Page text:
The process couldn’t have been easier. After quickly connecting my Starbucks and Twitter accounts, I sent a personalized message to @tweetacoffee to @LanceWyllie (as seen above). Starbucks’ @Tweetacoffee account immediately tweeted Lance a clickable link to redeem his eGift card (which can be scanned from your smartphone or printed out). On the back end, Starbucks sent me a receipt confirming my purchase and separately emailed me when Lance viewed the gift. A seamless process.

It’s always exciting when a new tool becomes available to add to your marketing mix. Just remember: tweet some love, gain some respect.

How can you or your business utilize tweet-a-coffee?

Who would you tweet-a-coffee to?

Tweets from my (@jaimeshine) Twitter feed
Tweet-a-Coffee video courtesy of Starbucks

An espresso addict (and Starbucks fan),
Jaime

p.s. As an espresso addict, it’s hard for me to fathom people who don’t drink espresso or coffee. Rest assured, Starbucks offers tea, fruit juices, water, fresh bakery items, delicious breakfast sandwiches and oatmeal, among other favorites, for all of you non-coffee folks out there. 

p.s.s. To help spread the word, Starbucks is giving a $5 eGift card to the first 100,000 people who participate in the tweet-a-coffee program before 11/06/13 and fund the purchase with a Visa card. Full details here.

Coffee lover or not, connect with me… 
Facebook logo  Google+ branding  Twitter bird icon  Instagram  Pinterest logo  YouTube  LinkedIn_Logo60px

Social Media: What Do I Say? (Part 2)

In the last post, we discussed how to recycle quality content from other resources. As mentioned, this is a great way to continue to provide your fans and followers with compelling content while not bearing the load of always creating original content. It’s also a wonderful way to make connections on social media platforms and draw the attention of others.

Original Content
At some point, you will want to create original content as well. Don’t worry, it doesn’t have to be as intimidating as it sounds. There are several ways to quickly create engaging content to help draw your fans and followers into a conversation with you.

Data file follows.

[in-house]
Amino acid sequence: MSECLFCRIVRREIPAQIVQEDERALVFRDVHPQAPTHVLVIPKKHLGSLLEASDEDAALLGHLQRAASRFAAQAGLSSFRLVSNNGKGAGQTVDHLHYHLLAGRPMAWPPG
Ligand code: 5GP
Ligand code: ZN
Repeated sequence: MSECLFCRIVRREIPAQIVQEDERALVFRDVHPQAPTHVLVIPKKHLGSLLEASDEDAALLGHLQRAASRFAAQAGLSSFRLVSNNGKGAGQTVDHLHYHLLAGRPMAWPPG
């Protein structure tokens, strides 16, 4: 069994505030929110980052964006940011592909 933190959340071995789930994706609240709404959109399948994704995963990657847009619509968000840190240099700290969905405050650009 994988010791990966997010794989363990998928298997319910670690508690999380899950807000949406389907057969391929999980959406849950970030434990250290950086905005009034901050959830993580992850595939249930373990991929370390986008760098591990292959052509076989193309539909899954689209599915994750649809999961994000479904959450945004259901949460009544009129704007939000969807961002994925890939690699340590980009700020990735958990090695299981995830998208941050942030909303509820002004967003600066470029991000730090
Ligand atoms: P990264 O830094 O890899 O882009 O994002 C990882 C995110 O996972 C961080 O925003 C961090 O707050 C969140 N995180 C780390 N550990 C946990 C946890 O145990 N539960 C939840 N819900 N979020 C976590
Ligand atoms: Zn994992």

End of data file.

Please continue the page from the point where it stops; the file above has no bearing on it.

• Successful case studies / testimonials — these are a great way to showcase what your business can do without saying so yourself. Customer testimonials or situations where you came through for a customer show other customers and prospects that you are a dependable business who will solve their challenges too. Check with customers before sharing specific information, such as their client names, order amounts or details of a project that may include proprietary business practices, etc.
  •  This / that questions — ask a question with two answers — this or that. For example, you see two new products at a tradeshow. Post pictures of both and ask your fans or followers whether they prefer product A or product B. It’s a great way to engage your fans and also garner feedback on what they like.
  • Pictures / videos — images are such a powerful way to break through the sea of text online and help to establish a human connection with your followers. Post pictures of your building, yourself with clients, product testing, at shows, etc. Don’t be afraid to mix in personal ones as well!
  • Quotes — inspiring or positive quotes can be a great way to make people smile and catch their attention. Quotes are often highly shared or retweeted, so they’re a great way to grow your follower base.

Don’t get overwhelmed with producing fresh content and stop updating your social media in fear of posting the wrong thing. Just use common sense when posting, and don’t be afraid to mix personal in with business. Yes, you have to be careful, but it’s a great way to show the person or people behind your business. Always remember…

People do business with people, not businesses.

They want to know who you are, what your hobbies are and the connections they have with you. Social media is a fantastic way to truly get social, and bring a human touch online and off.

Do you have other ideas on creating original content for social media? Please share in the comments. I would love to hear about them!

Jaime